The Bill is about financial services, and the co-operatives throughout the country want to offer financial services. The Minister may still be drawing on pot 3, on the Ghosts of Christmas past and present, but on the Ghost of Christmas future, in the Lords or on Report, might he give us a glimmer of hope, Tiny Tim-style, that he will listen to the co-operative banking sector? They have written to him in support of this amendment and I know he has met representatives from the sector to look at what more he can do to support them. I hope he will remove these pieces of red tape and take back control of the mutual sector this Christmas.
I am grateful for the enticement to be generous, but I was quite generous on new clause 8. I gave some positive indications about the intentions of the Government, and I look carefully at everything that is said by Members from across the Committee. I am very engaged with the mutual banks and with the co-operative sector generally, which I will say more about in a moment.
This amendment aims to remove the restriction which prevents co-operative societies holding withdrawable share capital from carrying out the business of banking. I share the interest of the hon. Member for Walthamstow in how the mutual model of financial services can add much-needed diversity and competition to the sector. Treasury officials and I have had constructive conversations with individuals seeking to set up regional mutual banks, and I look forward to continuing those. I will not mention their names, because they are going through different regulatory processes, and I am told that that is sensitive and so I should not do so. I try to help them.
Ensuring that banks hold the appropriate capital is critical to a stable and functioning financial system. It is therefore important that we consider any legislative changes in this area. I have thought about the amendment, and there are several immediate concerns about the potential risks to financial stability and consumer protection, which the Government have a duty to consider.
I will set out our most pressing concerns. As the global financial crisis highlighted, sufficient regulatory capital is needed by financial institutions as a source of resilience and to ensure losses can be effectively absorbed. To ensure capital fulfils this function, capital held by banks must always be readily available to absorb losses, which cannot be the case where investors can withdraw capital. Enabling co-operative banks to hold withdrawable share capital, as this amendment intends, could place consumer deposits at risk, create an inconsistent regulatory regime between co-operative and non-co-operative banks, and cause risks to the stability of the financial system, if it led to banks being inadequately or inappropriately capitalised.
I have had representations from the prospective regional mutual banks sector that they would seek to use this amendment to issue additional tier 1 capital instruments, or contingent convertible bonds. These are complex instruments that would need further thought to ensure they fulfilled their purpose within the legislative framework for co-operatives. It is also unlikely that the ability to raise additional tier 1 capital would be very beneficial to regional mutual banks currently, given they are at the early stages of their development where raising core equity capital is the priority.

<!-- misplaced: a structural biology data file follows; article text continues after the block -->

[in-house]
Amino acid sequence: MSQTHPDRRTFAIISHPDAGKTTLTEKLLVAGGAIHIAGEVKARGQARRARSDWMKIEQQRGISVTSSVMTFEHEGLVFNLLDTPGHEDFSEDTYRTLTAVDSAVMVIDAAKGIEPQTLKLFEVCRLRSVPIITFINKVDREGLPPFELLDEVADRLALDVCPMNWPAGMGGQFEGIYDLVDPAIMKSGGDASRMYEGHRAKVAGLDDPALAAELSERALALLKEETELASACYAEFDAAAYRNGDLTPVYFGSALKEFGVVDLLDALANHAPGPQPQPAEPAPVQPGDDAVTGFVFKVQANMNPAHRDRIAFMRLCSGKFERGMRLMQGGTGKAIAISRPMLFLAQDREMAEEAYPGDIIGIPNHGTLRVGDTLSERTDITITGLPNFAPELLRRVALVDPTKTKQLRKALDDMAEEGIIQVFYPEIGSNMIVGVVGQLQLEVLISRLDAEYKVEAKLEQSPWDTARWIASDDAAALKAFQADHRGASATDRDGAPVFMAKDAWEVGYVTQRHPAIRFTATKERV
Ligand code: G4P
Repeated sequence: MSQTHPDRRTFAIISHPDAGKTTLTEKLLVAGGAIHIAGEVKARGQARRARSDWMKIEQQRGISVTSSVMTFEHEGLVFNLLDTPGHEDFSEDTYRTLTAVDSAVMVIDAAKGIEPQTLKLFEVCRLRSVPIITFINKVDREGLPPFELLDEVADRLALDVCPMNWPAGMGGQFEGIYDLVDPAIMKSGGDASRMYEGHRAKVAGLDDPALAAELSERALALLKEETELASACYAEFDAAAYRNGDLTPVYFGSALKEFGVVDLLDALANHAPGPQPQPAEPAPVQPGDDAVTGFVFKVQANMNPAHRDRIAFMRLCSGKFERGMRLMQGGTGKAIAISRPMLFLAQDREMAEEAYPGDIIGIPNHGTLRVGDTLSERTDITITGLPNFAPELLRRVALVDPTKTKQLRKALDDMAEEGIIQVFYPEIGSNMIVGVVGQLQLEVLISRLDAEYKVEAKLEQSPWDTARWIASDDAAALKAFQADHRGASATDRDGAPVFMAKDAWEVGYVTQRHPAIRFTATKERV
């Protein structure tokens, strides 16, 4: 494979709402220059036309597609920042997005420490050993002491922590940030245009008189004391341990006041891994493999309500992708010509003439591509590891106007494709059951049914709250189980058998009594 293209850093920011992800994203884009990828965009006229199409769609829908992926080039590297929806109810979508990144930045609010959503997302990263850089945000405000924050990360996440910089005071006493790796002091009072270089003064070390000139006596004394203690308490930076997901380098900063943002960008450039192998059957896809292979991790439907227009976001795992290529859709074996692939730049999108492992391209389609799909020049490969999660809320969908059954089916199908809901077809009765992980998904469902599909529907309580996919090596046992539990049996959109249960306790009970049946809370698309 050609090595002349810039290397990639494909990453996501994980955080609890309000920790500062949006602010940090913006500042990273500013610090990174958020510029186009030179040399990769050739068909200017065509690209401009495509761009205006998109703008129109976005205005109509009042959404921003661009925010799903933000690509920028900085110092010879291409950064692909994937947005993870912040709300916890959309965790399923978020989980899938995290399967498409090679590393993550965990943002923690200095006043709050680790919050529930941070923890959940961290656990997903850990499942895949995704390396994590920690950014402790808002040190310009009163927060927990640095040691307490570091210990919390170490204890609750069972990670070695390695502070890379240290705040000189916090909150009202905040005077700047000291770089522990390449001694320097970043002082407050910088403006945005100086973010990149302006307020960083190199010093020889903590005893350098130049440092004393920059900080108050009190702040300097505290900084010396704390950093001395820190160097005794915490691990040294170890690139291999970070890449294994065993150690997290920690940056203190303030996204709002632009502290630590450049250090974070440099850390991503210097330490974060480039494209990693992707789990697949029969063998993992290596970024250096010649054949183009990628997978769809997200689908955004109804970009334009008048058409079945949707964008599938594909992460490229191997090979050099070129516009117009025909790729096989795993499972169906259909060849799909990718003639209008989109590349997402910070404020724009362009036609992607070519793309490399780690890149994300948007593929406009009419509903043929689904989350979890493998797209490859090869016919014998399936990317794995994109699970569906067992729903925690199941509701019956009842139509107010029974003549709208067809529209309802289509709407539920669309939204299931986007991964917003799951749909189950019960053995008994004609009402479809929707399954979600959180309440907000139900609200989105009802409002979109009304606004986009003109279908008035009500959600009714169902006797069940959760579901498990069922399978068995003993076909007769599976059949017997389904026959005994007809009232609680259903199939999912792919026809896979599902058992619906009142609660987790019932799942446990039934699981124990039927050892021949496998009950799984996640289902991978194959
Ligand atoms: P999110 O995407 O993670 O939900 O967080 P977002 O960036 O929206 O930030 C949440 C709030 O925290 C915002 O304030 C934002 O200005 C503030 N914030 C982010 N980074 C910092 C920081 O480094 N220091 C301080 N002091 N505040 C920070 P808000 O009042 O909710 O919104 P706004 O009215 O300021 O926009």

I also note that the activity of deposit taking, in the form of withdrawable share capital that co-operatives and community benefit societies carry out under the present legislation, is subject to certain exemptions from regulatory requirements, which are applicable to other institutions carrying out business activities. These may no longer be appropriate if they were generally allowed to carry out the business of banking.
In conclusion, the Government believe that the fundamental issue is that it is not appropriate for deposit takers to rely on withdrawable share capital. In any case, certainly a measure like this would need further consideration of the legislative and regulatory implications rather than being introduced by way of amendment. I will continue to look carefully at these matters with the sector, but in the context of what I have said I ask the hon. Member for Walthamstow to withdraw her amendment.
I am so sorry to hear that the Minister is still listening to Marley rather than Bob Cratchit about the true spirit of Christmas. This is legislation from the 1800s. It is about £400 worth of share capital. It is outdated and needs a little more Christmas cheer. The Minister said that he would commit to working with the sector to get this amendment right, and if amended this Bill could be great. I think I will push the new clause to a vote—if nothing else, to put on the record that there are those of us who understand that co-ops want to move into the 21st century—and wish everyone a merry Christmas at the same time.